Facilitating cells: Translation of hematopoietic chimerism to achieve clinical tolerance

Suzanne T. Ildstad*, Joseph Leventhal, Yujie Wen, Esma Yolcu

*Corresponding author for this work

Research output: Contribution to journalReview articlepeer-review

7 Scopus citations


For over 50 y the association between hematopoietic chimerism and tolerance has been recognized. This originated with the brilliant observation by Dr. Ray Owen that freemartin cattle twins that shared a common placental blood supply were red blood cell chimeras, which led to the discovery that hematopoietic chimerism resulted in actively acquired tolerance. This was first confirmed in neonatal mice by Medawar et al. and subsequently in adult rodents. Fifty years later this concept has been successfully translated to solid organ transplant recipients in the clinic. The field is new, but cell-based therapies are being used with increasing frequency to induce tolerance and immunomodulation. The future is bright. This review focuses on chimerism and tolerance: past, present and prospects for the future.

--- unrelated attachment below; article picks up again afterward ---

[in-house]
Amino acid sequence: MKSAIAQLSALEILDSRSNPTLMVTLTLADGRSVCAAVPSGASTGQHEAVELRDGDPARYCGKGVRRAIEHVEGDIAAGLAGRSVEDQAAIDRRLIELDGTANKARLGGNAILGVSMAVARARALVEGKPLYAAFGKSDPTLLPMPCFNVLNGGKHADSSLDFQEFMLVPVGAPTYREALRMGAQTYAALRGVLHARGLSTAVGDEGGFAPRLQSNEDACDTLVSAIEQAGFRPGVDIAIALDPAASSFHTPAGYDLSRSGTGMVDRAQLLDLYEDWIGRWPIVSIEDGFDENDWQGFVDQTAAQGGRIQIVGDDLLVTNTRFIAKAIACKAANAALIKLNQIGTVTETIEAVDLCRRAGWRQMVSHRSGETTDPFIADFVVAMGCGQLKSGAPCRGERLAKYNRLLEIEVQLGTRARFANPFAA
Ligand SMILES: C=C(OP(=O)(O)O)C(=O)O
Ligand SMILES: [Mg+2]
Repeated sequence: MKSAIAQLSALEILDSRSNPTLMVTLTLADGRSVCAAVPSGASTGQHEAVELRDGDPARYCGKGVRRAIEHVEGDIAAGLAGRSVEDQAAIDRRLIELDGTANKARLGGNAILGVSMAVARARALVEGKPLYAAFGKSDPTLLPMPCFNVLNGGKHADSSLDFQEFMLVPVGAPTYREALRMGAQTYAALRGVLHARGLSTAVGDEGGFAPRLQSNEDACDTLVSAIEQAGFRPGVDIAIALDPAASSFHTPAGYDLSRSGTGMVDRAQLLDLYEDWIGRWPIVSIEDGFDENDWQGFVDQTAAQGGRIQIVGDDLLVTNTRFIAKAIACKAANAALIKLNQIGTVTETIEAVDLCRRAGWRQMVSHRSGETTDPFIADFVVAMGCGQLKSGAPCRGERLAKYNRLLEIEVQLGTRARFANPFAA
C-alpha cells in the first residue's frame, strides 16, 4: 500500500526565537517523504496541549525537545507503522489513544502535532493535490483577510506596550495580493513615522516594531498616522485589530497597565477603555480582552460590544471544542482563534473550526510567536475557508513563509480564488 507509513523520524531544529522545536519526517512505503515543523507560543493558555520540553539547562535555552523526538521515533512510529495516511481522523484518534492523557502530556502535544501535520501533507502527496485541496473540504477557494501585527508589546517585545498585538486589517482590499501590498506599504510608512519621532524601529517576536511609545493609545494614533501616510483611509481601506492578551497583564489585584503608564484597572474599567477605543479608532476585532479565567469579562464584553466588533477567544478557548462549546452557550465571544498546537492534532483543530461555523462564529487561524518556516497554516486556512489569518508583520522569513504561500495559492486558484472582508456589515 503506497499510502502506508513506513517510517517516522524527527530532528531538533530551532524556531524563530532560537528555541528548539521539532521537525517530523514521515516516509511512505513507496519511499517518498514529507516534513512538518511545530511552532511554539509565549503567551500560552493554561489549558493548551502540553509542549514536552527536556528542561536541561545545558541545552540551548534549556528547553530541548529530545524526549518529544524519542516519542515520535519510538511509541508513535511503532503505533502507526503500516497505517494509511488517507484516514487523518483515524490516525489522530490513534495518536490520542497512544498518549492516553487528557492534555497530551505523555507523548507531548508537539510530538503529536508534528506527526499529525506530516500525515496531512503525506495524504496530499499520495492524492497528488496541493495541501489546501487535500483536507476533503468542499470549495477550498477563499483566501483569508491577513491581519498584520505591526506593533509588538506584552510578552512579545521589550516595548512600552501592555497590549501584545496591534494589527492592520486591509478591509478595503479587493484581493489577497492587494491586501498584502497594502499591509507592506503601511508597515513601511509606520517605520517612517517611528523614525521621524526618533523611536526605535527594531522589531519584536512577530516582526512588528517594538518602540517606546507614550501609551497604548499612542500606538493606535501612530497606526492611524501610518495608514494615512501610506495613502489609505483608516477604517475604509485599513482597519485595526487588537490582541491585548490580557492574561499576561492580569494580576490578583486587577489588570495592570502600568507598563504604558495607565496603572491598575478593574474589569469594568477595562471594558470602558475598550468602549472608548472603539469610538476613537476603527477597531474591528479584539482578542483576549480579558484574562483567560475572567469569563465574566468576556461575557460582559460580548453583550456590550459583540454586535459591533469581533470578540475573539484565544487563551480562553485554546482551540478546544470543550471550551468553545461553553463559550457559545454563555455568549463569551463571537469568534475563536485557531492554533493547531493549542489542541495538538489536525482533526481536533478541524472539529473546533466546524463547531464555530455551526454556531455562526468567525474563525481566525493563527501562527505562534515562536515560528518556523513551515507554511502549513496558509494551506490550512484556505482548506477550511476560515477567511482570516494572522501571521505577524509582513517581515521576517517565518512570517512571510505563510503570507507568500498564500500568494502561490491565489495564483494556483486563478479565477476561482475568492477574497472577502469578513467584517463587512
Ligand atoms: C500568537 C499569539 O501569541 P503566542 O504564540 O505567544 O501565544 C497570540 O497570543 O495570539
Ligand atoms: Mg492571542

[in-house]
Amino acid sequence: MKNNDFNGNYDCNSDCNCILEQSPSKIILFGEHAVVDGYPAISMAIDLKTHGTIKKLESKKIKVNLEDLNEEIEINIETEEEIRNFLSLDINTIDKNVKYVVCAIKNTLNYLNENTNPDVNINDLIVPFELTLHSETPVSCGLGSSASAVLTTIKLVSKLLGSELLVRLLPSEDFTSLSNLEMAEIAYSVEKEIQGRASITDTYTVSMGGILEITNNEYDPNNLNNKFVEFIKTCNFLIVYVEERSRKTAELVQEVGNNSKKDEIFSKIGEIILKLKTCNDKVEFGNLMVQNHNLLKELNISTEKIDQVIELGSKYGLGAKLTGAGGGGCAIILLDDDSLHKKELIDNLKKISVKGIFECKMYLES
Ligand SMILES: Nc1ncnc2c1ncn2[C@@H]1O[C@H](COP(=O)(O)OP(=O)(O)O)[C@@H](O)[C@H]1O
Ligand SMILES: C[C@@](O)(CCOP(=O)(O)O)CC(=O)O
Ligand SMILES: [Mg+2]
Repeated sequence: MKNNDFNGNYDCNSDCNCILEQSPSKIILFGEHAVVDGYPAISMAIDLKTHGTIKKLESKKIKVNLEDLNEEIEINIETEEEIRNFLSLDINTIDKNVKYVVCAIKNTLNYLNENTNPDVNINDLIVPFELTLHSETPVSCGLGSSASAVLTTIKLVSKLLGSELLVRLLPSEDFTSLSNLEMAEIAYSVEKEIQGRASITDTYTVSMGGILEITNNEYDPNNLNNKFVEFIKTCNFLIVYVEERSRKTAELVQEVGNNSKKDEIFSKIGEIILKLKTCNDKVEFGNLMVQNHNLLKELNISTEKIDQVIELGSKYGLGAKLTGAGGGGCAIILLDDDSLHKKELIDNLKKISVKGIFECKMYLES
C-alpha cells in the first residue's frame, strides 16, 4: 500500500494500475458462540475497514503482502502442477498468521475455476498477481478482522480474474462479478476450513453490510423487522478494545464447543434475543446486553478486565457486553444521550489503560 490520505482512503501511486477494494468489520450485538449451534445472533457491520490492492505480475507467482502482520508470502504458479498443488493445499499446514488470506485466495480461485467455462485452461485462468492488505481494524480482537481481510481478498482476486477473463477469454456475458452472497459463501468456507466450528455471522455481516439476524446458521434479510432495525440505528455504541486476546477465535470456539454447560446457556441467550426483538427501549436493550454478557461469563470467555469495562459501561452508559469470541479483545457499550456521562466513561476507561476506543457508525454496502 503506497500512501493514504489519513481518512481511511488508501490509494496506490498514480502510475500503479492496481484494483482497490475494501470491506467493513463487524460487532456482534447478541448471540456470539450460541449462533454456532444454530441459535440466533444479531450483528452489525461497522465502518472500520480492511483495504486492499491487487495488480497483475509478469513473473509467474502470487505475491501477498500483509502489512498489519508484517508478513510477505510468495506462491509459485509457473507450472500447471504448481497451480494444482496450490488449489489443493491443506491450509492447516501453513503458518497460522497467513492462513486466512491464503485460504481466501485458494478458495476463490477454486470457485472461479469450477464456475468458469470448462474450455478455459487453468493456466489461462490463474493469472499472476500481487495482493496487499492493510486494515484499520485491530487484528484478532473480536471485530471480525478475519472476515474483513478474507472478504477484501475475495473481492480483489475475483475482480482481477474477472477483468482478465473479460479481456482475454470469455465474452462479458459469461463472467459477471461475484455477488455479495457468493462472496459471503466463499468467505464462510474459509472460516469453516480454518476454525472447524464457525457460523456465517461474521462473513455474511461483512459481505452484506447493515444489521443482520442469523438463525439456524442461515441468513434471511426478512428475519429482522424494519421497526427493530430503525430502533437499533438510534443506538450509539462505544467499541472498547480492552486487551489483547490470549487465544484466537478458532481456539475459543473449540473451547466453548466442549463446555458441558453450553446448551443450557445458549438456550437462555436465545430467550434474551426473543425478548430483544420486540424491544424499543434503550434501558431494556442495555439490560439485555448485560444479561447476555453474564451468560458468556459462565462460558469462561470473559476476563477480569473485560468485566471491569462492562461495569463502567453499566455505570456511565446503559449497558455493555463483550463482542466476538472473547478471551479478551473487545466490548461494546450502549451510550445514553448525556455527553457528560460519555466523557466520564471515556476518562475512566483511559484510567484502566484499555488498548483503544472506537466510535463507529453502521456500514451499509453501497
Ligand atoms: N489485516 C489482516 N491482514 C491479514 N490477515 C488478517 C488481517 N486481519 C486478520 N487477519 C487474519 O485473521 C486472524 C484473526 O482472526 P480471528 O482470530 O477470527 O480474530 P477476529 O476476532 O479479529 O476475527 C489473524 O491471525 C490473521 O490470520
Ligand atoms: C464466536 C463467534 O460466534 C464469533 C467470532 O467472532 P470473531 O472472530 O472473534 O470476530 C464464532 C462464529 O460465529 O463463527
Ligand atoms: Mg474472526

Original languageEnglish (US)
Pages (from-to)33-39
Number of pages7
Issue number1-2
StatePublished - Apr 3 2015


  • chimerism
  • facilitating cells
  • freemartin cattle
  • stem cells
  • tolerance

ASJC Scopus subject areas

  • Biochemistry
  • Biochemistry, Genetics and Molecular Biology (miscellaneous)
  • Molecular Biology
  • Genetics

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